Friday, February 04, 2005

"Agents of Fortune"

Friday means comic art here at SSTOL — this week, I really wrestled with a number of choices. I have scans in hand of about a half-dozen commissioned pieces that are completed and on their way to me, and trust me, I'll have some fantastic drawings to share with you shortly. But I decided instead to show you something that arrived this week.

This dynamic (pun intended) artwork is the latest of my "Common Elements" pieces that team otherwise unrelated superheroes who share some link in common. Here, former Green Lantern artist Darryl Banks (who also created my Doc and Pat Savage piece) unites Dynamo, from the Tower Comics series T.H.U.N.D.E.R. Agents, with Marvel's Nick Fury, Agent of S.H.I.E.L.D. It's a beautiful piece that far outstripped my expectations — thanks, Darryl!

Both T.H.U.N.D.E.R. Agents and Agent of S.H.I.E.L.D. were children of the Cold War 1960s, when James Bond 007 was inspiring imitators right and left, from Matt Helm to I Spy to Our Man Flint to The Man from U.N.C.L.E. (which was actually about two men, Napoleon Solo and Illya Kuryakin — I could never understand why the title was singular).

The two series shared similarities beyond their acronymic names. Both were closely associated with a superstar artist: Wallace Wood was the mastermind behind T.H.U.N.D.E.R. Agents; Jim Steranko's distinctive style gained attention for S.H.I.E.L.D. Both flashed onto the scene quickly and faded nearly as fast. T.H.U.N.D.E.R. Agents, despite the allure of its name, was really more about superheroes than espionage and intrigue; Nick Fury, Agent of S.H.I.E.L.D., though more of a Bond pastiche, remained firmly rooted in the Marvel Universe of superheroes, even though its title character had no superpowers.

Wally Wood is one of the more tragic stories in comics. A phenomenally talented artist, he was mostly known for his work in science fiction magazines published by EC Comics. Later, after EC had been run out of town, metaphorically speaking, by Senator Estes Kefauver's anti-comics crusade, Wood moved on to the last surviving bastion of William M. Gaines's EC empire, Mad Magazine. Wood wasn't especially fond of superhero comics, and he didn't draw many of them, but at Tower Comics he was given free rein to do them as he pleased. T.H.U.N.D.E.R. Agents and its various spinoff series (Dynamo, NoMan) were the result.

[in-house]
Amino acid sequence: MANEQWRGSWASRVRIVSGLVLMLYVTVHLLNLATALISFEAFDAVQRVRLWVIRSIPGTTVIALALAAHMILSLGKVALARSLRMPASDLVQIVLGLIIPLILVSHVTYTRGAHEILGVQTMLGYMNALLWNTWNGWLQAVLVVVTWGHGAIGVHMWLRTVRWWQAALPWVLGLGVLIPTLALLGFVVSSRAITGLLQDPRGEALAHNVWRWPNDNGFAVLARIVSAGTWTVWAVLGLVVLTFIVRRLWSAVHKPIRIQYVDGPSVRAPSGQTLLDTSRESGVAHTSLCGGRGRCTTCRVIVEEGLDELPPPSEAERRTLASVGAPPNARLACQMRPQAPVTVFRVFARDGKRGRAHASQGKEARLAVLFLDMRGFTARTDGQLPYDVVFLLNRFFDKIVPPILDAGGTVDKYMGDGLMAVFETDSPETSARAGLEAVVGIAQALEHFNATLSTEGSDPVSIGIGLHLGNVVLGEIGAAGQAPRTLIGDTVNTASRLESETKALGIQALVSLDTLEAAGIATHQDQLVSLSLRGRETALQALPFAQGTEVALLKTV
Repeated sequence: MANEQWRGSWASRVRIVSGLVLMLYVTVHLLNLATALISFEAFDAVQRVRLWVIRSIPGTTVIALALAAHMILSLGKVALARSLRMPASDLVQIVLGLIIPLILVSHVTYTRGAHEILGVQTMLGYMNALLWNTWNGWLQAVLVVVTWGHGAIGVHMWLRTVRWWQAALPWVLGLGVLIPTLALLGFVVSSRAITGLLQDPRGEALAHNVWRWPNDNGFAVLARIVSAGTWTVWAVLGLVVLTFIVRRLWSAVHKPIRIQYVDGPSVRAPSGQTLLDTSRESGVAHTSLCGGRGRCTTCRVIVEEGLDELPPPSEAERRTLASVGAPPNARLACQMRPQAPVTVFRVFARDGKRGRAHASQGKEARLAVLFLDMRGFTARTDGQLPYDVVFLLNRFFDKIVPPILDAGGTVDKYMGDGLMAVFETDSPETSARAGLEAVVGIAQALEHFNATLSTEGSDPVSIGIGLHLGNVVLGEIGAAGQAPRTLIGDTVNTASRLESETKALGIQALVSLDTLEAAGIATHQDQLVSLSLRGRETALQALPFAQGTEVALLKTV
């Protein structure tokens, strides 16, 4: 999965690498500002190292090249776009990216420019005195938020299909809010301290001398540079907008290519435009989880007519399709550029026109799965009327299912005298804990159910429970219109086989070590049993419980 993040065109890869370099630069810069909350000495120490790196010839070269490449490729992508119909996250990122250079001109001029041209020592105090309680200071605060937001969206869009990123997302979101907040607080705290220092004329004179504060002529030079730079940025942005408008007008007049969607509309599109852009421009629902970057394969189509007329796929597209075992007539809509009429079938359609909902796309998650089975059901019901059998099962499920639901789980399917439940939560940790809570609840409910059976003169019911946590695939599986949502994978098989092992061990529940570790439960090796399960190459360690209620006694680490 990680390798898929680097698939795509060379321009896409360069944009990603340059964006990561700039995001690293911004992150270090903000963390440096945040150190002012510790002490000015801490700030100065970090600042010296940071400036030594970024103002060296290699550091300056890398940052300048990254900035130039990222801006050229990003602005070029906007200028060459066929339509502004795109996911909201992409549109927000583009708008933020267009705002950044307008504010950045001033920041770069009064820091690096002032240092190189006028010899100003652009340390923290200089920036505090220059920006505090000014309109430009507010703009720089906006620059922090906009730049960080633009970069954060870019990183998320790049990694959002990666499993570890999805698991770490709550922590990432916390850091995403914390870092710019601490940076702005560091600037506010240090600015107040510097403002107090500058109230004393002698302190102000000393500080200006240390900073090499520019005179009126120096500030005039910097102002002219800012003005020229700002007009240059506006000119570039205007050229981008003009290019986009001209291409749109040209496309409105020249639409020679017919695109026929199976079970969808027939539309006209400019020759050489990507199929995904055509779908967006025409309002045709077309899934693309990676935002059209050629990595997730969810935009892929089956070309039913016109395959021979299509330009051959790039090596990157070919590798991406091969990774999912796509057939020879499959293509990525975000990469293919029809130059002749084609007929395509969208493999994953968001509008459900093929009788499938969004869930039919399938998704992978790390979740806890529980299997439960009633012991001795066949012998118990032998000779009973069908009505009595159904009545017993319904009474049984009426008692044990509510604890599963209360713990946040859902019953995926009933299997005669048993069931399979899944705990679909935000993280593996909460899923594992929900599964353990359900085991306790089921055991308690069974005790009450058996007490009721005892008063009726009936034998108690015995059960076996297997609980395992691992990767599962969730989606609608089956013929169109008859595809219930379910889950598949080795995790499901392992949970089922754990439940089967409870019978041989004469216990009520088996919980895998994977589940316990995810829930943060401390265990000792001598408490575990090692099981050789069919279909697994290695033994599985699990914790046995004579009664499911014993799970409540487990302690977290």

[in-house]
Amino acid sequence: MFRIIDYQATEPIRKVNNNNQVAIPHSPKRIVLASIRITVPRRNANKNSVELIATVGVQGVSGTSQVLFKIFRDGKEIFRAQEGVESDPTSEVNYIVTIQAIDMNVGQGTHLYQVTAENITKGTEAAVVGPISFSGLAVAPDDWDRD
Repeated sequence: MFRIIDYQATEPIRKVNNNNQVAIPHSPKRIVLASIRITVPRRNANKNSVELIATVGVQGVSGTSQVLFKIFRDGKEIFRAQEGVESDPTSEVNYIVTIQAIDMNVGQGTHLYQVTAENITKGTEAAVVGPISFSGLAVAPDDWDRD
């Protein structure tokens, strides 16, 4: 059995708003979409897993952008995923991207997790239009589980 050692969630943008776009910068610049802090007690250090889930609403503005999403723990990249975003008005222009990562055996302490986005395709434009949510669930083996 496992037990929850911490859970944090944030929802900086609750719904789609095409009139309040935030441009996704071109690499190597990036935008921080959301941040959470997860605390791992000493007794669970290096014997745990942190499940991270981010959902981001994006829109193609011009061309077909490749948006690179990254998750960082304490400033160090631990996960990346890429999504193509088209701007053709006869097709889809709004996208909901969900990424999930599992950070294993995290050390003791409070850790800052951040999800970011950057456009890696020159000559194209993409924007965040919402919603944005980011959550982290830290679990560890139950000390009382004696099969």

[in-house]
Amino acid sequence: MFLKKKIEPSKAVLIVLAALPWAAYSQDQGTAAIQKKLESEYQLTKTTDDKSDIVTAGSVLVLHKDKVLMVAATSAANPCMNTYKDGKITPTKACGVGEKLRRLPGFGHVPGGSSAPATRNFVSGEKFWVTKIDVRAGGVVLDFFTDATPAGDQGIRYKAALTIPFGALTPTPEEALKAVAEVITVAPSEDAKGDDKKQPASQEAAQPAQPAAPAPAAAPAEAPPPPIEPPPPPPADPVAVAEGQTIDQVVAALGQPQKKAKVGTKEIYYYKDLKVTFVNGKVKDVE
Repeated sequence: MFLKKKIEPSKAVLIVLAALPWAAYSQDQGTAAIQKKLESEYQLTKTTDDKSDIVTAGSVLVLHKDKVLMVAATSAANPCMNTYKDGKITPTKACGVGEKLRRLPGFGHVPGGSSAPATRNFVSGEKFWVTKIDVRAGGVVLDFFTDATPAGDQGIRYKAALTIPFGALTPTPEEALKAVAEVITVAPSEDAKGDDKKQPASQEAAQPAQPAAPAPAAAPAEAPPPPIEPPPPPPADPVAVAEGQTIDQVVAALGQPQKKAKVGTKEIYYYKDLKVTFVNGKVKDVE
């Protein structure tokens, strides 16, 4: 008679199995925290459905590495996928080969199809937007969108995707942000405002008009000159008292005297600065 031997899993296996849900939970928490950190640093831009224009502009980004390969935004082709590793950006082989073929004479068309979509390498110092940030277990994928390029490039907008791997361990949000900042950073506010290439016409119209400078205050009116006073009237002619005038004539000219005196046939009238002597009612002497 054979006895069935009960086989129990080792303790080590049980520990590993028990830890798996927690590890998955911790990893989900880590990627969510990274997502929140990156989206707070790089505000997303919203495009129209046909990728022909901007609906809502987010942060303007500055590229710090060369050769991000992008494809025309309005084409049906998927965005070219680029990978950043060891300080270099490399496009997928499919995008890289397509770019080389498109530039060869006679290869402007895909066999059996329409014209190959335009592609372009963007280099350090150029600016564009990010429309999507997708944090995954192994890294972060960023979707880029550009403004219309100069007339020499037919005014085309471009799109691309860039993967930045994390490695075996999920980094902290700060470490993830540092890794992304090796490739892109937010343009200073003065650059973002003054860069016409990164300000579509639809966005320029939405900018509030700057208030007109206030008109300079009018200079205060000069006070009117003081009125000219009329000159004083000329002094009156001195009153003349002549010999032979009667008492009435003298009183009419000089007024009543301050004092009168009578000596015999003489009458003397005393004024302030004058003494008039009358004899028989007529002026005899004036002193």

Unfortunately, Tower's finances were shaky, and the company collapsed after about a year and a half. Wood, a man prone to dissolute habits, knocked about the industry for a short while, and eventually committed suicide. His T.H.U.N.D.E.R. Agents continue to be fondly remembered by those of us who were reading comics in the '60s. Every now and again a small independent publisher acquires the rights to the characters and revives them for a brief time. Later this year, TwoMorrows Publishing will release what looks like a spectacular and definitive book about T.H.U.N.D.E.R. Agents.

Unlike Dynamo and the rest of his T.H.U.N.D.E.R. cohorts, the character of Nick Fury predated the spy fad. For several years prior to the initiation of the S.H.I.E.L.D. series, Nick Fury had starred in Marvel's only successful war comic, Sgt. Fury and His Howling Commandos, set in the various theaters of World War II. The Fury of S.H.I.E.L.D. was older than his wartime incarnation, but no less tough or vigorous. Two of Fury's former Howlers, "Dum Dum" Dugan and Gabriel Jones, joined the Sarge — now promoted to Colonel — in his spy-busting adventures.

The man behind S.H.I.E.L.D. was Jim Steranko, a fascinating artist whose resume also included stints as a musician and an illusionist-escape artist. Steranko's style was like no one else's: bold and surreal, perfectly suited to the psychedelic '60s. Although his figure anatomy sometimes suggested that his characters had wandered out of a Salvador Dali painting, Steranko's innovative use of page and panel design and non-traditional effects made his work leap off the newsstand. Too mercurial for the stultifying life of the comic artist, Steranko soon moved on to a successful career in advertising illustration and publishing, and a considerable reputation as a comics historian.

As you can tell, this drawing evokes a horde of powerful memories. Art does that sometimes.

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